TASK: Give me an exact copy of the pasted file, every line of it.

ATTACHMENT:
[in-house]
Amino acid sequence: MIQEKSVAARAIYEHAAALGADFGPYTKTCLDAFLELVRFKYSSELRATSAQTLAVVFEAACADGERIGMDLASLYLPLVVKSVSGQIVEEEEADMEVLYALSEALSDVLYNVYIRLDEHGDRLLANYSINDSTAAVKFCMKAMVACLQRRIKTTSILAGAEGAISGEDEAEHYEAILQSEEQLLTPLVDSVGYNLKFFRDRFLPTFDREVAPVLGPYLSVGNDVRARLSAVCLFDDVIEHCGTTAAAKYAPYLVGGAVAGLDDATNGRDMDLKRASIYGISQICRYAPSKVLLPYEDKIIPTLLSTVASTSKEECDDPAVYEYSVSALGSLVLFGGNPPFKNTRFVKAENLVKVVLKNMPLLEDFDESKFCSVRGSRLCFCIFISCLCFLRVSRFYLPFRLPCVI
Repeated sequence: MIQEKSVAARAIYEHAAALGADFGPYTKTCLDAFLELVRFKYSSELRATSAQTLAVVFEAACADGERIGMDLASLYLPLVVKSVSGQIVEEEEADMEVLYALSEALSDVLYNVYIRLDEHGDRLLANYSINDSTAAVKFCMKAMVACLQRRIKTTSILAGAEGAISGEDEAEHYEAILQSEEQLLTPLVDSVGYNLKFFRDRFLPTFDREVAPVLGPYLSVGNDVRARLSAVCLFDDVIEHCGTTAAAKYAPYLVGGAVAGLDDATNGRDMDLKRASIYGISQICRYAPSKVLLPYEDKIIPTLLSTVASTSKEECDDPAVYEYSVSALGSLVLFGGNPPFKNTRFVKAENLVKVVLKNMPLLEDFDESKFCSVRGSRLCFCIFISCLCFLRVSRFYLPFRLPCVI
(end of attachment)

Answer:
[in-house]
Amino acid sequence: MIQEKSVAARAIYEHAAALGADFGPYTKTCLDAFLELVRFKYSSELRATSAQTLAVVFEAACADGERIGMDLASLYLPLVVKSVSGQIVEEEEADMEVLYALSEALSDVLYNVYIRLDEHGDRLLANYSINDSTAAVKFCMKAMVACLQRRIKTTSILAGAEGAISGEDEAEHYEAILQSEEQLLTPLVDSVGYNLKFFRDRFLPTFDREVAPVLGPYLSVGNDVRARLSAVCLFDDVIEHCGTTAAAKYAPYLVGGAVAGLDDATNGRDMDLKRASIYGISQICRYAPSKVLLPYEDKIIPTLLSTVASTSKEECDDPAVYEYSVSALGSLVLFGGNPPFKNTRFVKAENLVKVVLKNMPLLEDFDESKFCSVRGSRLCFCIFISCLCFLRVSRFYLPFRLPCVI
Repeated sequence: MIQEKSVAARAIYEHAAALGADFGPYTKTCLDAFLELVRFKYSSELRATSAQTLAVVFEAACADGERIGMDLASLYLPLVVKSVSGQIVEEEEADMEVLYALSEALSDVLYNVYIRLDEHGDRLLANYSINDSTAAVKFCMKAMVACLQRRIKTTSILAGAEGAISGEDEAEHYEAILQSEEQLLTPLVDSVGYNLKFFRDRFLPTFDREVAPVLGPYLSVGNDVRARLSAVCLFDDVIEHCGTTAAAKYAPYLVGGAVAGLDDATNGRDMDLKRASIYGISQICRYAPSKVLLPYEDKIIPTLLSTVASTSKEECDDPAVYEYSVSALGSLVLFGGNPPFKNTRFVKAENLVKVVLKNMPLLEDFDESKFCSVRGSRLCFCIFISCLCFLRVSRFYLPFRLPCVI